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Report on Business Inter Pipeline’s $3.5-billion Heartland project testing investors’ nerves as talk swirls of takeover interest

Inter Pipeline's Heartland petrochemical complex is shown under construction in Fort Saskatchewan, Alta., on Jan. 10, 2019.

JASON FRANSON

Calgary’s Inter Pipeline Ltd. is well into its biggest-ever construction project, a $3.5-billion petrochemical complex that has made some investors nervous.

It’s not the business plan for the Heartland propane-to-polypropylene venture that has put pressure on the shares. It’s the cost of funding it. Inter appears to want to see the project through on its own – even if that means spurning a takeover bid for the company.

Talk of such a bid has been circulating in financial circles, and when The Globe and Mail reported on Thursday morning that a suitor had come forward with a proposal for $30 a share, it lit a fire under the market. Inter Pipeline went up 8.7 per cent, closing at $23.64.

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Whether or not the proposal becomes a formal takeover bid is anyone’s guess. The sharp gain not only reflects some excitement over a potential $12.4-billion deal, it’s also an expression of relief that somebody else might take on the risk of building Heartland.

The development, in Strathcona County near Edmonton, has received $249-million in subsidies from both the Alberta and federal governments, and this year Inter issued $750-million of hybrid debt securities to help finance it. It is saving some cash through its dividend reinvestment plan, although that means it is increasing the share count.

Chief executive Christian Bayle has so far ruled out bringing in a partner for the project, which will produce 525,000 tonnes a year of polypropylene, used in finished plastic products. In second-quarter results released Thursday, the company reported it spent $287-million on Heartland in the period for a total outlay so far of $1.6-billion. Its funds from operations slipped 8 per cent from a year earlier to $240.2-million on lower pricing in the natural gas liquids processing business.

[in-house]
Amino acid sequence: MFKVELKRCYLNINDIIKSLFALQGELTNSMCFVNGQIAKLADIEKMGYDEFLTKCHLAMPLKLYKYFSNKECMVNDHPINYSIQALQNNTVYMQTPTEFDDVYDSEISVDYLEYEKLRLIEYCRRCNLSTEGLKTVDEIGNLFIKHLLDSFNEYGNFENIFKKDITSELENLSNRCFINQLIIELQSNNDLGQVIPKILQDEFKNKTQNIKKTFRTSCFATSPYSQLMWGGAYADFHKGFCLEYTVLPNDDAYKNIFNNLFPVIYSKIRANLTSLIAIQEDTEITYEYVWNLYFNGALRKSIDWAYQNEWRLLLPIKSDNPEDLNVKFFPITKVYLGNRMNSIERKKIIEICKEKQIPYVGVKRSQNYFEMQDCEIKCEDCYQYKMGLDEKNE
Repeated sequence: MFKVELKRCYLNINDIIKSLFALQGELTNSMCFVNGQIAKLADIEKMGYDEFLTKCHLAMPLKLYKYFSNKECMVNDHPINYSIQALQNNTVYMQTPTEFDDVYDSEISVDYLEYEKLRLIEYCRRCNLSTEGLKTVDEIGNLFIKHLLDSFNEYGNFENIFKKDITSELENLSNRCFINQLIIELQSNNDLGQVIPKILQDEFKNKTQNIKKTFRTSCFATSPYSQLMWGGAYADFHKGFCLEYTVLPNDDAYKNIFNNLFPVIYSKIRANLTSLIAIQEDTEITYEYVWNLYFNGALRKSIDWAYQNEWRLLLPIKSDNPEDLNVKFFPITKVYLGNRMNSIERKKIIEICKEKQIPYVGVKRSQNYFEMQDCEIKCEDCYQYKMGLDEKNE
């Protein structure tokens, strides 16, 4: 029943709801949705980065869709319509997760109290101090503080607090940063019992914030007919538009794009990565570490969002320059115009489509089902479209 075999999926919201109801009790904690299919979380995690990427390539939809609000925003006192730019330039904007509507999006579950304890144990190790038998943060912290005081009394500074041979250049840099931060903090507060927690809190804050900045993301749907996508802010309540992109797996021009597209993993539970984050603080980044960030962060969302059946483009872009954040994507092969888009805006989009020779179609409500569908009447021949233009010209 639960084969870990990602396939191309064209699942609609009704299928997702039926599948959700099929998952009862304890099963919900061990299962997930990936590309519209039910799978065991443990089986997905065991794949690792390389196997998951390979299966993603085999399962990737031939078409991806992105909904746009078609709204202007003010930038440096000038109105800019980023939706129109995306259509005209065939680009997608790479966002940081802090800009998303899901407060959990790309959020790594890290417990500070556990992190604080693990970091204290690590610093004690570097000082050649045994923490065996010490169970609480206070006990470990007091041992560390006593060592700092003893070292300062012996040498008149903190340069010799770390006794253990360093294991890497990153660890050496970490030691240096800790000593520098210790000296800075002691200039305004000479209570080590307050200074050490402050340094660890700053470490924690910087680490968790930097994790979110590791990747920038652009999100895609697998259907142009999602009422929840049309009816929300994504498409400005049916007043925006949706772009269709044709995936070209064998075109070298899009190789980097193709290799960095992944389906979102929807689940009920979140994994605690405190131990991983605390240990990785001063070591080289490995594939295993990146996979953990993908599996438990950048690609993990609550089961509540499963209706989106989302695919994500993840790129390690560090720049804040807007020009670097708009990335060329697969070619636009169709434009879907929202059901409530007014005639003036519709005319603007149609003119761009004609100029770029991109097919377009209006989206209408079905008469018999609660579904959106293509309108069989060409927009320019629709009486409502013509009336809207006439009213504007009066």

“We are very cognizant of the fact that the funding plan for this does bring some dilution to our shareholders as we execute. But we do take a long-term view of this project,” Mr. Bayle told analysts in May. He is scheduled to discuss the most recent results in a conference call on Friday.

Inter shares had traded at more than $27 before the company – which operates regional pipelines and gas-processing facilities in Canada as well as energy storage in Europe – gave Heartland the go-ahead in late December of 2017.

Raymond James analyst Chris Cox has zeroed in on the funding challenges, including dilution and elevated debt levels, and has rated Inter to “underperform.”

Now, there’s a question of whether Mr. Bayle and the board have decided to go it alone at all costs. The word in the financial community is that the company turned down the $30-a-share approach. If the offer was unconditional, it would represent a hefty premium – though it is clear that the board believes Inter’s own prospects look better after the project’s expected startup in late 2021. It has targeted $450-million to $500-million a year in earnings before interest, taxes, depreciation and amortization once in operation.

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To get there, Inter is now hoping to raise more than $1-billion by selling its European bulk fuel terminal business. The company said late Thursday it is exploring the sale of 23 terminals in Britain, Denmark, Germany, Sweden, the Netherlands and Ireland, with proceeds to go to debt reduction and capital spending, including on the Heartland project. It gave no timeline for a deal.

That represents an about face. Last fall, Inter bought seven European storage terminals from Texas-based NuStar Energy LP for $354-million.

Either a takeover or an asset sale would go a long way to easing investor worries about the Heartland project, though the former would remove them altogether. It’s unclear whether shareholders will get the opportunity to choose.

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